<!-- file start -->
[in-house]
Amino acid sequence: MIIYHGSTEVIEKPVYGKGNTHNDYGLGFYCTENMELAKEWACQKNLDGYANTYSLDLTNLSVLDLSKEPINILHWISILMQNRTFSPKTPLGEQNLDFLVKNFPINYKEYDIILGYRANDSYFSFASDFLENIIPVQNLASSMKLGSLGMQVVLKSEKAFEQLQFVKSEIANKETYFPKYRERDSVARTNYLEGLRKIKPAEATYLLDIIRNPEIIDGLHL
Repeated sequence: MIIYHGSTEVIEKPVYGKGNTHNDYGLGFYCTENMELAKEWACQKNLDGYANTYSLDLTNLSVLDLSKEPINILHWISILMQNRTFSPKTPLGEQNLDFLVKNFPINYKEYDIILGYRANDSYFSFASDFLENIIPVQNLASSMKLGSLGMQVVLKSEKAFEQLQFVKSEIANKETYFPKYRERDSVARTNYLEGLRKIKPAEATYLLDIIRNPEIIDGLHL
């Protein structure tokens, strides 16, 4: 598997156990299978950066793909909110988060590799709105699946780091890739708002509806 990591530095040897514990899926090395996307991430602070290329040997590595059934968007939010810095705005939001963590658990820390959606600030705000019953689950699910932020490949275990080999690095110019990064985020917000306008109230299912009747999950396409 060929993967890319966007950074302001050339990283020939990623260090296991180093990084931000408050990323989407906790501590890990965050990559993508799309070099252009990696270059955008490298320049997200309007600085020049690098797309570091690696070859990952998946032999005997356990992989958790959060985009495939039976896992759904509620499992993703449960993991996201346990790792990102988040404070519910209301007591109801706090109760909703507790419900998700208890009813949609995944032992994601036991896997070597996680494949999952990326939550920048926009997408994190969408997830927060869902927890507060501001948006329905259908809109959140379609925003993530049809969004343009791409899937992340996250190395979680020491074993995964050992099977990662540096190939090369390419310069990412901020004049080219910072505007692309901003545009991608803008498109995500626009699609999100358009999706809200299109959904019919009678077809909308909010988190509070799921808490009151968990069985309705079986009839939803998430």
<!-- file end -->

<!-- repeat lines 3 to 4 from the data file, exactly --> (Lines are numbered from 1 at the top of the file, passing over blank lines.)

Repeated sequence: MIIYHGSTEVIEKPVYGKGNTHNDYGLGFYCTENMELAKEWACQKNLDGYANTYSLDLTNLSVLDLSKEPINILHWISILMQNRTFSPKTPLGEQNLDFLVKNFPINYKEYDIILGYRANDSYFSFASDFLENIIPVQNLASSMKLGSLGMQVVLKSEKAFEQLQFVKSEIANKETYFPKYRERDSVARTNYLEGLRKIKPAEATYLLDIIRNPEIIDGLHL
């Protein structure tokens, strides 16, 4: 598997156990299978950066793909909110988060590799709105699946780091890739708002509806 990591530095040897514990899926090395996307991430602070290329040997590595059934968007939010810095705005939001963590658990820390959606600030705000019953689950699910932020490949275990080999690095110019990064985020917000306008109230299912009747999950396409 060929993967890319966007950074302001050339990283020939990623260090296991180093990084931000408050990323989407906790501590890990965050990559993508799309070099252009990696270059955008490298320049997200309007600085020049690098797309570091690696070859990952998946032999005997356990992989958790959060985009495939039976896992759904509620499992993703449960993991996201346990790792990102988040404070519910209301007591109801706090109760909703507790419900998700208890009813949609995944032992994601036991896997070597996680494949999952990326939550920048926009997408994190969408997830927060869902927890507060501001948006329905259908809109959140379609925003993530049809969004343009791409899937992340996250190395979680020491074993995964050992099977990662540096190939090369390419310069990412901020004049080219910072505007692309901003545009991608803008498109995500626009699609999100358009999706809200299109959904019919009678077809909308909010988190509070799921808490009151968990069985309705079986009839939803998430």